Like barbecue, burgers and pizza, the historic po’boy sandwich of New Orleans can stir fierce debate among devotees.
It’s no wonder then that Mark Ferguson and Dave Schmidt felt some trepidation when they opened the Po’Boy Shop last month in a modest shopping center space a few doors down from Community Q BBQ on Clairmont Road in Decatur.
Ferguson is an Atlanta bar and restaurant veteran, who formerly owned Black Bear Tavern in Brookwood Village, and currently owns the Great American Cookies franchise in Centennial Olympic Park.
But for Schmidt, a talented home cook who has been perfecting his recipes for 20 years, opening a spot to pay homage to Cajun and New Orleans food was a labor of love. And so far, people are responding with lines out the door all day and into the evening.
Schmidt’s offering over a dozen po’boys, ranging from classic oyster, shrimp and roast beef “debris” to his version of a muffuletta, and even a vegan Impossible Burger po’boy.
Aficionados will be thrilled to know they’re all made with crispy and flaky on the outside, pillow soft on the inside French bread from Leidenheimer Baking Co. in New Orleans.
The menu also includes platters with two sides, Camellia red beans and rice, shrimp and andouille sausage gumbo, fried Cajun or Buffalo wings, and a huge muffuletta salad.
Among the starters and sides, you’ll find Schmidt’s thin and crispy “shop fries,” Cajun spicy beef meat pies, jalapeno hush puppies, coleslaw, and red beans and gumbo in smaller portions.
One recent Friday afternoon, well after the lunch rush, there was still a line to the order counter at the Po’Boy Shop, where Ferguson and Schmidt took a break to talk about the concept and the menu.
“I kind of stepped out of the restaurant business a few years ago to open up a cookie store,” Ferguson said. “I thought I was going to have a real life. But I missed it so much, and I always wanted to do a niche place like this, so I asked Dave if he wanted to bring his Cajun food in to do a po’boy shop.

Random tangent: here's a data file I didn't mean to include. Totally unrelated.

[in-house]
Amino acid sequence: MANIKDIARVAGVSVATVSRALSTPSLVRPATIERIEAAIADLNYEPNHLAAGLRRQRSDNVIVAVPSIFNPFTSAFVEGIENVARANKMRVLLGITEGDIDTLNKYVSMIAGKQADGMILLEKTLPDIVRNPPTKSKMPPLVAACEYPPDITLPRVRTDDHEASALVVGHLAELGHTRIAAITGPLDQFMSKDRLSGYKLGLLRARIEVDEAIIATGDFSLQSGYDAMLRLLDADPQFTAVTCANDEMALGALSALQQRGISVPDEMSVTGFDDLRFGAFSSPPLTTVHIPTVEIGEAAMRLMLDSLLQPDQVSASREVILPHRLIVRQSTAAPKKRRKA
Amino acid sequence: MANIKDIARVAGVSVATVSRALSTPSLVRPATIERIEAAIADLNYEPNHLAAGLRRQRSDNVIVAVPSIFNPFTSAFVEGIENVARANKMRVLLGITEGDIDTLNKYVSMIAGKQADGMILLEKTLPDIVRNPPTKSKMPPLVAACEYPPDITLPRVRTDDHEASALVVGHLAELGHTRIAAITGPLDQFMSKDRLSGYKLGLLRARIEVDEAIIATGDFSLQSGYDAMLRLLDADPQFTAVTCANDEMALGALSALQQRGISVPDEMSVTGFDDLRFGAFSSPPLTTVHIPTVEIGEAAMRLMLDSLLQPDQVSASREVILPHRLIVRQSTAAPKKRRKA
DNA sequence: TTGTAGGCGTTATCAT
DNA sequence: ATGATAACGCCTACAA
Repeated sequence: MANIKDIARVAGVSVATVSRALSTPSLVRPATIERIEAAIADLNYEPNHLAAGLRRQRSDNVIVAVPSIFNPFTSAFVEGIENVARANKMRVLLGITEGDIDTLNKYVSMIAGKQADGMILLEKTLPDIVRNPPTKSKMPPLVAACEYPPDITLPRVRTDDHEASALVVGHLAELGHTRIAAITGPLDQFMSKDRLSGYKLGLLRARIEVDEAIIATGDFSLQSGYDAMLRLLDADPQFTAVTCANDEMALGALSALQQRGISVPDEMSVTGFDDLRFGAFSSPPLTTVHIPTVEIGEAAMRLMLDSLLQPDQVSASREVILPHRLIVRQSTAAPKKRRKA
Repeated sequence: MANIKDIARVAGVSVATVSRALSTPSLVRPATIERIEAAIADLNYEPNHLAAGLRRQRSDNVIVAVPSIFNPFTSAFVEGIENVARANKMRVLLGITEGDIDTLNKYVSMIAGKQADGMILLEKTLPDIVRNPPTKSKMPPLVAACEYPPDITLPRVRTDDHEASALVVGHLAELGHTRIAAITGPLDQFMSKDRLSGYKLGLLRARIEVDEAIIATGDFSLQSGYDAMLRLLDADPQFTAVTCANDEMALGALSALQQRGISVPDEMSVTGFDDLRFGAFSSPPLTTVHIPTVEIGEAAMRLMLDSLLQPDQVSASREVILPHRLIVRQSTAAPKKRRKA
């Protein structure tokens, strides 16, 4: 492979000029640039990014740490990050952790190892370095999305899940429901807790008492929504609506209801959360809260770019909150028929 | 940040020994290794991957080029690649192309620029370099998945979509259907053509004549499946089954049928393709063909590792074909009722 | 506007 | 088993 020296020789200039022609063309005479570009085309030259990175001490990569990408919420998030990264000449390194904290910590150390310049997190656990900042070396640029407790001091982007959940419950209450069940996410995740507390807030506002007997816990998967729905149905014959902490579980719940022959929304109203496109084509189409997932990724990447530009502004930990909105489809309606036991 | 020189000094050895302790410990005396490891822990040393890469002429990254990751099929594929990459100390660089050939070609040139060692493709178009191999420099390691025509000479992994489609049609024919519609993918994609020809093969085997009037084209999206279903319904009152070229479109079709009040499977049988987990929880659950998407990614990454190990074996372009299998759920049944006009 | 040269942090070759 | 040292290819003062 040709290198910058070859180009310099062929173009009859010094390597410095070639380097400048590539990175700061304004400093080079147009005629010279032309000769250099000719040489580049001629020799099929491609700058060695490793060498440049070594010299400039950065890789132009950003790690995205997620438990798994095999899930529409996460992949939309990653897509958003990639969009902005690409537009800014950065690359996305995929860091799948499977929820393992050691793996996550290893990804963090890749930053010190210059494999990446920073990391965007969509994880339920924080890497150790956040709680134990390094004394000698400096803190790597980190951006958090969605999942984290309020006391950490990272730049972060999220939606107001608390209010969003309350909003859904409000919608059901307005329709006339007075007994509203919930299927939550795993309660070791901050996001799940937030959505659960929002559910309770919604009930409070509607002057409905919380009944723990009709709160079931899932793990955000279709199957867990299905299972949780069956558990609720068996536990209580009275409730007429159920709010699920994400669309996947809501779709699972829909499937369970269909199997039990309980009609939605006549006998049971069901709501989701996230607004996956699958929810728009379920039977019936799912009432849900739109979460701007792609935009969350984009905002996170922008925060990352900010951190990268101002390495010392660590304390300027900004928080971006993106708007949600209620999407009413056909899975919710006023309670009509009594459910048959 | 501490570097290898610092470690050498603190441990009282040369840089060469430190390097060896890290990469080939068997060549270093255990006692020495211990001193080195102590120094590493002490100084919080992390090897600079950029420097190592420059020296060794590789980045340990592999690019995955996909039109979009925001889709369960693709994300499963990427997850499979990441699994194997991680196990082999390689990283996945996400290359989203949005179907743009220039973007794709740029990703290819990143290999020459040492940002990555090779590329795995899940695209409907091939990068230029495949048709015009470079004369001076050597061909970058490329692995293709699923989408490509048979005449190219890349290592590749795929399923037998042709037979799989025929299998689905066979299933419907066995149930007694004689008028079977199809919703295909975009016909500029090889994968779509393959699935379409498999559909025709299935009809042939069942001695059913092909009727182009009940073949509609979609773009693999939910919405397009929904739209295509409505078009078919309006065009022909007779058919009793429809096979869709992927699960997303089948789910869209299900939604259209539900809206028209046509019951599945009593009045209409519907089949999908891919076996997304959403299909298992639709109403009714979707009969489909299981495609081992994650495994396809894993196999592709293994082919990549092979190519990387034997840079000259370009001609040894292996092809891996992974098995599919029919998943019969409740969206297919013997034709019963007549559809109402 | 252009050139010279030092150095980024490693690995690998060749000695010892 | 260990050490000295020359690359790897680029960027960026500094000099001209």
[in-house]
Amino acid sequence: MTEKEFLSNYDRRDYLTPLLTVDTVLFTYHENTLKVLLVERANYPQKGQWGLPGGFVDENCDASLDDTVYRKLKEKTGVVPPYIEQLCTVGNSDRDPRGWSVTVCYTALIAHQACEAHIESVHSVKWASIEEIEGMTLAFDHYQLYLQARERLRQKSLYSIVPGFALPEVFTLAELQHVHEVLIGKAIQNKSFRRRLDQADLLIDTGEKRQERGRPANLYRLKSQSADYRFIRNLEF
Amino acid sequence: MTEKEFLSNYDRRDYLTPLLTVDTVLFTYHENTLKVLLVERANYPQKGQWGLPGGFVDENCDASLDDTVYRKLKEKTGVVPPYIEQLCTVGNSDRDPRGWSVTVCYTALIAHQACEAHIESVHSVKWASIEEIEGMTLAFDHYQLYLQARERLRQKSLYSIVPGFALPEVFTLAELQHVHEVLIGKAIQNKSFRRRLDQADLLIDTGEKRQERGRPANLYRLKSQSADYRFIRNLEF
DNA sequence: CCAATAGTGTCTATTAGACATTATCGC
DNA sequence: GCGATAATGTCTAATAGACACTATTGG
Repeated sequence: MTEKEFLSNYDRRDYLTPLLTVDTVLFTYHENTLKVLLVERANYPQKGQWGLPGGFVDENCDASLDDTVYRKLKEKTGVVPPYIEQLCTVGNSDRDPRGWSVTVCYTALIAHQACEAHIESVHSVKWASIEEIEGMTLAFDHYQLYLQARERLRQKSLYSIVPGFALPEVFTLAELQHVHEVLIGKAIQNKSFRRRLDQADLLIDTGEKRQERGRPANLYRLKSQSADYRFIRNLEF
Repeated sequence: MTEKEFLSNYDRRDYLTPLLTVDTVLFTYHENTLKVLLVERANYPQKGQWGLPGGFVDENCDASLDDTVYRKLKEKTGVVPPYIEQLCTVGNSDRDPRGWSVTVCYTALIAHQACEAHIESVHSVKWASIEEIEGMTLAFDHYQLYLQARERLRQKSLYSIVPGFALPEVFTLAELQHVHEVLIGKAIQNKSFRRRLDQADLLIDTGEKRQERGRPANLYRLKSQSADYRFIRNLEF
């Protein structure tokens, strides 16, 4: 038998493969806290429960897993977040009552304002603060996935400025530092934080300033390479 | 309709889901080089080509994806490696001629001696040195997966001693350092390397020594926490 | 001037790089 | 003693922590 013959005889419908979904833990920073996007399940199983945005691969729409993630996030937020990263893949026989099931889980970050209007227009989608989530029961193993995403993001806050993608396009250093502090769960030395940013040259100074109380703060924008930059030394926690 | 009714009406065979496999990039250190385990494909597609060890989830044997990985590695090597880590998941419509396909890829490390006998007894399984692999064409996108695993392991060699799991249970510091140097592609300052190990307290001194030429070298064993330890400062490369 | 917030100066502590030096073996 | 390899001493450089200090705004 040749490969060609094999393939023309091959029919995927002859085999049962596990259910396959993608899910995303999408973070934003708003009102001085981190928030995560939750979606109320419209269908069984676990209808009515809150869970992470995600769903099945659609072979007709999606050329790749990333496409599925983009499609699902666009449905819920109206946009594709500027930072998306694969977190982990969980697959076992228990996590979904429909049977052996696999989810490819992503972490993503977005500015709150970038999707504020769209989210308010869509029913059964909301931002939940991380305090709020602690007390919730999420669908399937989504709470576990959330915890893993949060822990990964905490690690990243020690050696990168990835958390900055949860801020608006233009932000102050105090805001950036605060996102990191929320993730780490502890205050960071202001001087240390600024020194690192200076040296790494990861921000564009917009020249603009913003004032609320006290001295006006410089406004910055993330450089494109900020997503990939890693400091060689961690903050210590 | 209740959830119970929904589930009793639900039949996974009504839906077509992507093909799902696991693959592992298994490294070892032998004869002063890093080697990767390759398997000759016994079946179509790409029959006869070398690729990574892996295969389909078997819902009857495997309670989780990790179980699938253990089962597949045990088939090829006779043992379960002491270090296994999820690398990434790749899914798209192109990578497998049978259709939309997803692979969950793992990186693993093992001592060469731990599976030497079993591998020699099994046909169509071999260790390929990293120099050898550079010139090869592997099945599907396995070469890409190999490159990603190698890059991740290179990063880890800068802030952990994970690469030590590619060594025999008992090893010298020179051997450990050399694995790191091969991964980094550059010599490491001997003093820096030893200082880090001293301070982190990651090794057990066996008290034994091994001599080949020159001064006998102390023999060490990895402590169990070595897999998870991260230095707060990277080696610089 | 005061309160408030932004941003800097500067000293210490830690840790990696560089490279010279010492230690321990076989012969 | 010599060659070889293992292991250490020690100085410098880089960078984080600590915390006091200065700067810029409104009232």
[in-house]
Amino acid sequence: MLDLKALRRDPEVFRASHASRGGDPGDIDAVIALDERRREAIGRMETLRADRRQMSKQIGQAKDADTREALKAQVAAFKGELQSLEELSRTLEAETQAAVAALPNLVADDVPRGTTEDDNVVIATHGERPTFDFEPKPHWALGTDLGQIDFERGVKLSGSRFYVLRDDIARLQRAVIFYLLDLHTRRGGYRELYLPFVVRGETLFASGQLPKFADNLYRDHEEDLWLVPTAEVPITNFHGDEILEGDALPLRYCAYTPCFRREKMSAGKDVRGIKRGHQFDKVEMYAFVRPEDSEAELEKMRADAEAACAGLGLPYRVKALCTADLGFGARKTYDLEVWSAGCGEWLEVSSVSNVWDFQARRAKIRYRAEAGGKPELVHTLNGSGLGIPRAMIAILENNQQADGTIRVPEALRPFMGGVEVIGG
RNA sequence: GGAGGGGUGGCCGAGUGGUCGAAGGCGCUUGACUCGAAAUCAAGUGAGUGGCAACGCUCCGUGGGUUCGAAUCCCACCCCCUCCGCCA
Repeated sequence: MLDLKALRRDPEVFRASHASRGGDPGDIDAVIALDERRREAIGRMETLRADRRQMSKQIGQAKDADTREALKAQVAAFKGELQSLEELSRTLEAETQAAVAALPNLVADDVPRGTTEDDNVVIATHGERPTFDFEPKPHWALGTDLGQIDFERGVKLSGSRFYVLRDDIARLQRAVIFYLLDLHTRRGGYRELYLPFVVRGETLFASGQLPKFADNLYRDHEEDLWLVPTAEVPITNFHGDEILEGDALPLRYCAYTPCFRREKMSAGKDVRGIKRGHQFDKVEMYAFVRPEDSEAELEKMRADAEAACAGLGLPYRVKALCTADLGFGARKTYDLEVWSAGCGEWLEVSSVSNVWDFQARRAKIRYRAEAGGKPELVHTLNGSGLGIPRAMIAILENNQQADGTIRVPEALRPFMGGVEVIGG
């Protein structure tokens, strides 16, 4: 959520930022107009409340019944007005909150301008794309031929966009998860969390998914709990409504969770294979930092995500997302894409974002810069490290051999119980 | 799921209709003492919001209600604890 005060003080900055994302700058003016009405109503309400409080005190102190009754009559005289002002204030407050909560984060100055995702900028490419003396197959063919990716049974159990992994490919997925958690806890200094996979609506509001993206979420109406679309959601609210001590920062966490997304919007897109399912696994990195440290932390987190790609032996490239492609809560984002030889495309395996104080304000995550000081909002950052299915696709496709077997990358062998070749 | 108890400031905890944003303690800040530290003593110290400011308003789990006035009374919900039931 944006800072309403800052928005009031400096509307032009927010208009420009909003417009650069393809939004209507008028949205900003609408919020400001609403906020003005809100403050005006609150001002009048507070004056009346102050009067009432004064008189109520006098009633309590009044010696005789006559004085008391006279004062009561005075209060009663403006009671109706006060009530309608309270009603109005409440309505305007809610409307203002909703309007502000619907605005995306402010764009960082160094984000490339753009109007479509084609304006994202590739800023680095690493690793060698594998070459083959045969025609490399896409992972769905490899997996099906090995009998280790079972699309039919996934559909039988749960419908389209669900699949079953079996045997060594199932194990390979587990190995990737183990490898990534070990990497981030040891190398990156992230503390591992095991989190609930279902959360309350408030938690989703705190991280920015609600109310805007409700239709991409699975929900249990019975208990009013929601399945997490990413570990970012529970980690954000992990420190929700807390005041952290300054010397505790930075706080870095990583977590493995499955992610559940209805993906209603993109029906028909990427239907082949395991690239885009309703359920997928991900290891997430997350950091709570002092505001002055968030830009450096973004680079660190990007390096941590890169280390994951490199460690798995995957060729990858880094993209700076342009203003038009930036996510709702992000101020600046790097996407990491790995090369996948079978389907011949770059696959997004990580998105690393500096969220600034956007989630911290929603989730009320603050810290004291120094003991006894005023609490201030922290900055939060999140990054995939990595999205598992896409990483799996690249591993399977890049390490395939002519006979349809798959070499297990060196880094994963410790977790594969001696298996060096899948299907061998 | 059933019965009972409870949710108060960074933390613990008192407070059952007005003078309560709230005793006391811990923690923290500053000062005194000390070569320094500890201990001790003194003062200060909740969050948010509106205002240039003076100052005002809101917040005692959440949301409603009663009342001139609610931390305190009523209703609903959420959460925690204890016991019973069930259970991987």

“We’re not trying to do every single thing here. We want to be known as having the best po’boy in Atlanta. And if you think po’boy, you come to the Po’Boy Shop. Dave’s gumbo and red beans are fantastic, I think our platters are great, but we’re focused on that.”
Asked how he learned to cook Louisiana food, Schmidt said it was a long process.
“I worked for Coca-Cola for 20 years, but I got caught up in a reorganization and decided to do something outside the corporate world,” he said. “I love Cajun food, and I’ve been cooking it for a long time. It started off from having a small Fat Tuesday party at my house with about 20 people, and last year it was about 250 people.
“But that’s what turned me on to this whole concept of the po’boy shop. It’s taken me 15 to 20 years to get the recipes right. My wife’s favorite is red beans and rice. And that recipe is exactly the way I cook it at home. We make everything from scratch here, and use the best ingredients, like Tasso ham, andouille sausage and Camellia red beans. All of our seafood is from the Gulf.”
Like most po’boy obsessives, Schmidt sings the praises of Leidenheimer bread, and even sports the bakery’s logo T-shirt.
“I first had real po’boys in New Orleans, and they were using this bread,” he says. “When we decided to do a concept around po’boys, I had to find out how we could get it here. It really makes the sandwich. And that’s what’s bringing a lot of people from New Orleans and Louisiana in here. They find out we have the bread and figure this place must be legit.
“Certainly the shrimp po’boys are selling like hotcakes. But once people try the ‘debris,’ they usually come back for that. And the people from New Orleans love to see it on the menu, because it’s something they don’t get a lot around here.”
1369 Clairmont Road, Decatur. 678-974-8725, thepoboyshopatl.com.
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